As the broadcast networks continue to scale back television coverage of the upcoming political conventions, it is interesting to reflect on how these meetings have evolved. Once central to determining presidential nominees, few major decisions are made at the conventions these days. Still, the quadrennial rituals remain a vital part of how a presidential candidate and his party present themselves to the country.
Inspired by the example of the Constitutional Convention, the short-lived Anti-Mason party held the first political convention in 1831. The Democrats followed suit in 1832, with delegates nominating Martin Van Buren as President Andrew Jackson 's VP. The Republicans, which only emerged as a party in the anti-slavery ferment of the 1850s, conducted their first convention in 1856, making John C. Fremont its first standard bearer.
In the days before primaries and caucuses constrained the votes of delegates, conventions frequently held multiple roll call ballots to determine the outcome, as party bosses wheeled and dealt in the “smoke-filled” rooms of the era. After a party record 36 ballots in 1880, the Republicans nominated James Garfield. Never to be outdone in the realm of party divisions, the Democrats required a whopping 103 ballots to choose John W. Davis as their candidate in 1924 (wonder why he lost!).
Mass media raised the conventions’ profile, with the 1924 conventions the first to be heard on radio. Breaking with the tradition of the nominee not attending the convention, Franklin Roosevelt delivered the first acceptance speech at the height of the Great Depression in 1932.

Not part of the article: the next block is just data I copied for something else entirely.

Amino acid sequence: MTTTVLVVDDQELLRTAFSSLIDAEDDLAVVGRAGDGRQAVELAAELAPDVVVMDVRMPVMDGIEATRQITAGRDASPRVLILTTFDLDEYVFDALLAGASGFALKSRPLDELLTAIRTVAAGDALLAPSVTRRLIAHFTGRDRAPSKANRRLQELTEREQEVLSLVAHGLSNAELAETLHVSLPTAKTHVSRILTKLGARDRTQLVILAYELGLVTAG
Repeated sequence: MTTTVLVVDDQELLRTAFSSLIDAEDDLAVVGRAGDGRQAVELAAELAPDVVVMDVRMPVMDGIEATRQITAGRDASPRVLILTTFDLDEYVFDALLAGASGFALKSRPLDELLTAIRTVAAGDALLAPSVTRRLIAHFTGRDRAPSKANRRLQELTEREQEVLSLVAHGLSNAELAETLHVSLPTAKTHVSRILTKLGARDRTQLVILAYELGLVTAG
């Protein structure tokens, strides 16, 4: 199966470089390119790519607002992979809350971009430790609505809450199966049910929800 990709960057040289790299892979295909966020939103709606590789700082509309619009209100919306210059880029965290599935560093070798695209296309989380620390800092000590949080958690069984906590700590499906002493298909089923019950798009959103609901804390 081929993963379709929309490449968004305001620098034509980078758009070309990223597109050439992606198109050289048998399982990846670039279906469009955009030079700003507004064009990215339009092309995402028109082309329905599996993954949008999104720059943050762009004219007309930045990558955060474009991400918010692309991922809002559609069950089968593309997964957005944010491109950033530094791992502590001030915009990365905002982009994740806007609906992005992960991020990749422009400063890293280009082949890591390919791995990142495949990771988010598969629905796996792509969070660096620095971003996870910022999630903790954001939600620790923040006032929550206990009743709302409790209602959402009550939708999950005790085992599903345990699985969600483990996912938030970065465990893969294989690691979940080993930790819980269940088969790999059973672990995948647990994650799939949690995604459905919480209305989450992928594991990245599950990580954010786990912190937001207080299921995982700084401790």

Though radio boosted the gatherings, the arrival of television raised the conventions’ exposure to another level in the 1950s. While only a few homes had TVs in 1948, by 1952 more and more American households could watch the ritual at home. In an era when the three networks ruled, the conventions provided the only viewing option during their four-day reign and between 1/3 and ½ of viewers watched part of the ’52 gatherings (Morris and Francia, p. 3). Over the next two decades, NBC and CBS featured gavel-to-gavel coverage, making David Brinkley, Chet Huntley and Walter Cronkite major stars.
Millions watched the two parties sort out their divisions. In 1952, both parties engaged in nomination battles, with Ohio Senator Robert Taft and General Dwight D. Eisenhower fighting it out for the GOP and Tennessee Senator Estes Kefauver and Illinois Governor Adlai Stevenson doing the same for the Democrats, with Ike and Stevenson emerging victorious. Stevenson needed three ballots to defeat Kefauver, the last time more than one ballot was required for a nominee. After being nominated again in 1956, Stevenson allowed the convention delegates to choose his vice-president, with Kefauver edging out a young Massachusetts senator by the name of John F. Kennedy. Though JFK lost, he used the public attention from the ’56 convention to launch a successful campaign for the presidency in 1960.